A breathtaking, beautiful, highly stylized animated film, Christian Volckman´s Renaissance represents the height of style over substance.
But while the story is nothing special, the animation is so good – created by artists, not just computer technicians – that we are willing to forgive the story flaws. Design is a mixture of futuristic action and 1950´s film noir, using a stark monochrome black & white color scheme (with occasional details in color).
Style has been accomplished using rotoscoping, a technique popularized by Ralph Bakshi in the 1970´s and 80´s and used wonderfully by Richard Linklater in Waking Life and A Scanner Darkly, which traces a live actor´s movements and merges them with cell animation.
This is the best and most accomplished the technique has ever looked, however, and Volckman´s film is near-revolutionary.
2054 Paris: the city overshadowed by mega-corporation Avalon, which specializes in youth and beauty products. One of their researchers has been kidnapped, and detective Barthélémy Karas is assigned to the case.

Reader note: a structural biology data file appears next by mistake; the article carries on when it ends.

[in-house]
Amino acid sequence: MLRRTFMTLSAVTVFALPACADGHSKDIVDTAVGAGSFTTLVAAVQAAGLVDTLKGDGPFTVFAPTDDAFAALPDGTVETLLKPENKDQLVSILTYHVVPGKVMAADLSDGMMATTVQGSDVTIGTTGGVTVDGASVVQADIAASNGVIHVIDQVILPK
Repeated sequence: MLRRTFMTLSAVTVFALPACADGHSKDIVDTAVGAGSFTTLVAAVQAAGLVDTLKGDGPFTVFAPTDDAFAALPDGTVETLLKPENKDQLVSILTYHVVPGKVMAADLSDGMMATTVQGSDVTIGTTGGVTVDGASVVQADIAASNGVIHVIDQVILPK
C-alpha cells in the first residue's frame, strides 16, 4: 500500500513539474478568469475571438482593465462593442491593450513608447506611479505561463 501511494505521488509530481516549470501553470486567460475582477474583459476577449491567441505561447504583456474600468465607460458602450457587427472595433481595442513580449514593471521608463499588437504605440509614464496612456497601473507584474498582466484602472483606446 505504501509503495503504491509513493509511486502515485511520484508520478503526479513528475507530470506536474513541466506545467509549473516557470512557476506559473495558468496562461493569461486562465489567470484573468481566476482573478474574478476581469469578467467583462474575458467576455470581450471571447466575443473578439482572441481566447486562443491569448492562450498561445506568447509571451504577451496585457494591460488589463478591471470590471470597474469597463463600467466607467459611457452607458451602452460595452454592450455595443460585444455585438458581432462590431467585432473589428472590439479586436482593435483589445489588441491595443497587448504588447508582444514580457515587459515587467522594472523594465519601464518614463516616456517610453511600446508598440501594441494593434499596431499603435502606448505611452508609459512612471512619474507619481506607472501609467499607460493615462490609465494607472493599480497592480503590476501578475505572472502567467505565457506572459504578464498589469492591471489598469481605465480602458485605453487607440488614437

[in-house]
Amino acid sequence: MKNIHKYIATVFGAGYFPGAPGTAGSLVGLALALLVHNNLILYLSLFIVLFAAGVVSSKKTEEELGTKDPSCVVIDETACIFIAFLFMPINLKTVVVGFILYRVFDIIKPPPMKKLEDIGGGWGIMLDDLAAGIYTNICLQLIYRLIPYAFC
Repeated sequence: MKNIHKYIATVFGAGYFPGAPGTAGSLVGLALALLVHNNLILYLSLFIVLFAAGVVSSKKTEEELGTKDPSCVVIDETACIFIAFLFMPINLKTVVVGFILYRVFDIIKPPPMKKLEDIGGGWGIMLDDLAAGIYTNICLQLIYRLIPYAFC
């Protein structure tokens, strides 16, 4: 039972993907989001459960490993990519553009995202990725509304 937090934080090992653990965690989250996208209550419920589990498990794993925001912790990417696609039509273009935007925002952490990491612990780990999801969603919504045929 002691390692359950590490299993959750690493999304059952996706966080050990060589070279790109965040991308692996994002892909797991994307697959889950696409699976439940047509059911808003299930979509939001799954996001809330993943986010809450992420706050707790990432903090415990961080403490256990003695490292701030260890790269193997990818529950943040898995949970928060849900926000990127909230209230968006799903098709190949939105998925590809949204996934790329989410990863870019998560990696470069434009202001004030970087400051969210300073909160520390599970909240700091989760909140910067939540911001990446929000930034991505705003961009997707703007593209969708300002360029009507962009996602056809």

We follow Karas as he delves into the case, forging a relationship with the missing girl´s sister and discovering more and more about Avalon and exactly what they are after. While the story isn´t bad, it´s a bit too familiar, combining elements from the films it has taken stylistic inspiration from; it almost plays out as a combination of Blade Runner and The Third Man.
Interesting throughout, but when you´re watching such a breakthrough in style, it´s a bit disappointing not to see the screenplay take similar ambition.
Still wonderful – one of the best looking films in recent memory, topping Sin City in style; and not just as a standalone effort – this is much closer to Frank Miller´s graphic comics than Robert Rodriguez´s film. A real treat for animation fans.